Read ’em and weep, folks – except the good folks don’t deserve the tears. They knew what this idiot was going to do. Even though every previous attempt by a supply-side economics reactionary had failed – all the way up to and including Reagan’s guru, David Stockman. Read Mark Binelli’s whole article.

They voted Brownback into office. He did what he promised to do. The state now waits for bankruptcy, fully prepared to deal with nothing but more disaster, education system crushed, employers ready to flee.

Any history-literate cynic knows American aren’t well enough-educated to vote in their own economic interest. Our nation’s history of bigotry and racism aid the whole process. Reactionary demagogues who would only be considered fringe candidates in other Western nations regularly take their seats in Congress. But, still – Kansas voters outdid themselves with God’s favorite candidate.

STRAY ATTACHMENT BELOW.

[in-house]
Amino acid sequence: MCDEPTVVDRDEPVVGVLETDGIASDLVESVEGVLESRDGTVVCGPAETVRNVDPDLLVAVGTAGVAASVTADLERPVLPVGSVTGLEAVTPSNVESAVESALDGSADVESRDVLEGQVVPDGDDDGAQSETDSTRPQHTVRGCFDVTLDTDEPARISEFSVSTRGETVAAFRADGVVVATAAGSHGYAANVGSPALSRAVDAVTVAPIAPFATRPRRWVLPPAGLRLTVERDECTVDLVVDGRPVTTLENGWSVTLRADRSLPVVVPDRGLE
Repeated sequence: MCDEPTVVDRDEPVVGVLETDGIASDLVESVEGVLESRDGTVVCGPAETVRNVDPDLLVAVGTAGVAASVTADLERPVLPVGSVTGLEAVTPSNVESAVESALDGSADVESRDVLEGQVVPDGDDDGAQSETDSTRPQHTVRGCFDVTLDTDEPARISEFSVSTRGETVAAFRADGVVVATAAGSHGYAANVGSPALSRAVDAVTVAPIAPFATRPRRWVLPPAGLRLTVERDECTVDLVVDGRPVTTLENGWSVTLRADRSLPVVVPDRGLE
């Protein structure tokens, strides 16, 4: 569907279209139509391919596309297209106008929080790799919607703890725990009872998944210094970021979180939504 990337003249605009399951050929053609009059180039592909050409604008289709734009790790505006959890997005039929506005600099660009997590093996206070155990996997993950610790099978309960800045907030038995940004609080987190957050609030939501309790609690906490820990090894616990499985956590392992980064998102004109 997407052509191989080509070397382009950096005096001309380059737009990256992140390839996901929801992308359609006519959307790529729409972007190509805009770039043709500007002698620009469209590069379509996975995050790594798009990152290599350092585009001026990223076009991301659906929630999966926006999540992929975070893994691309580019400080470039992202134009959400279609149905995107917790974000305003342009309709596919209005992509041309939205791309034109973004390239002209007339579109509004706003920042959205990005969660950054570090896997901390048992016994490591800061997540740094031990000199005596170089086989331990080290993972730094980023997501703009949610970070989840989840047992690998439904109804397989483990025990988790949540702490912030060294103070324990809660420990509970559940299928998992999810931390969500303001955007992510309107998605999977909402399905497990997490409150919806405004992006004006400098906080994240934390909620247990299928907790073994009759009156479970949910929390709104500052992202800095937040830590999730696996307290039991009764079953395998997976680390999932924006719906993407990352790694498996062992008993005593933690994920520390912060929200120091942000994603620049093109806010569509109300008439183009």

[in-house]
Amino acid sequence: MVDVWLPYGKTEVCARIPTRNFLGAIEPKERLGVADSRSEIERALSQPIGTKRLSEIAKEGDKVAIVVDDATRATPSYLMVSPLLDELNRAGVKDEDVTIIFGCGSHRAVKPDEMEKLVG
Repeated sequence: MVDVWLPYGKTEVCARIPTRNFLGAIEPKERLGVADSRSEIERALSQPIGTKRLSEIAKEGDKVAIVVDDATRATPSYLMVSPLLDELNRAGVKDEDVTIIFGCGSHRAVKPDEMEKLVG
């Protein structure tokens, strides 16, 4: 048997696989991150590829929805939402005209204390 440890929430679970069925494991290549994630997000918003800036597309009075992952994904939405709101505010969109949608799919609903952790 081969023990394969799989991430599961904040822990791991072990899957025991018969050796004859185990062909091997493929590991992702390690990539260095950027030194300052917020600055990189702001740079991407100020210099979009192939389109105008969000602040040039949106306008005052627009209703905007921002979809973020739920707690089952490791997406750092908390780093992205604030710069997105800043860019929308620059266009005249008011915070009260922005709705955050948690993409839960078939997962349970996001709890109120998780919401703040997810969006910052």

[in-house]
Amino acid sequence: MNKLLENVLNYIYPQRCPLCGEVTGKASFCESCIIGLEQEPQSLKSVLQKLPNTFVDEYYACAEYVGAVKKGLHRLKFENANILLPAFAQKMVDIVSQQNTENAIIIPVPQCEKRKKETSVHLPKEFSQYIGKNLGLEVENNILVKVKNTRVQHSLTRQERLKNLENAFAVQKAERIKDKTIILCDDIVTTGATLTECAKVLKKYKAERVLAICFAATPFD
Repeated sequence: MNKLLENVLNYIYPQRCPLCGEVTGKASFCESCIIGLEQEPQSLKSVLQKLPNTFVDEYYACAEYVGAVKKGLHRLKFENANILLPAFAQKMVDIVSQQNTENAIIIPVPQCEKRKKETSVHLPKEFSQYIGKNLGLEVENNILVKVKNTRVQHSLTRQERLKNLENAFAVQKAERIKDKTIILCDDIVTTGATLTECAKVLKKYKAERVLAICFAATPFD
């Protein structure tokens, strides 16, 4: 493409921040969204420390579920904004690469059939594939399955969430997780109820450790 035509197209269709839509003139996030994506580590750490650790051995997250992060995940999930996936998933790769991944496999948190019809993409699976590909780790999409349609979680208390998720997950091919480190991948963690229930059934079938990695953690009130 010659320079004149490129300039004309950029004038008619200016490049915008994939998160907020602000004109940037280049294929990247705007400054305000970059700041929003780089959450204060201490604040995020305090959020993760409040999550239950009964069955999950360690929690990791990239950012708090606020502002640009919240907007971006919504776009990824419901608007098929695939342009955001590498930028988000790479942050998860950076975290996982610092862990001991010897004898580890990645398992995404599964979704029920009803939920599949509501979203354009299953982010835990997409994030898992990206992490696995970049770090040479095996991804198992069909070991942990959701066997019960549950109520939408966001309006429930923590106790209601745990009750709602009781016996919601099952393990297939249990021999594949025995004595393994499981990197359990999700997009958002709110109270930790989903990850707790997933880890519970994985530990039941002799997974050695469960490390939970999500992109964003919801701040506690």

Thanks, Mike

John Boehner got 98% of what he wanted – here’s a little more

Last week this is what a gleeful John Boehner had to say about the GOP having their ransom demands met on the debt deal:

When you look at this final agreement that we came to with the White House, I got 98 percent of what I wanted. I’m pretty happy.

And tonight, for the first time in this country’s history, “S&P cut the long-term U.S. credit rating by one notch to AA-plus,” because:

The political brinksmanship of recent months highlights what we see as America’s governance and policymaking becoming less stable, less effective, and less predictable than what we previously believed. The statutory debt ceiling and the threat of default have become political bargaining chips in the debate over fiscal policy … It appears that for now, new revenues have dropped down on the menu of policy options.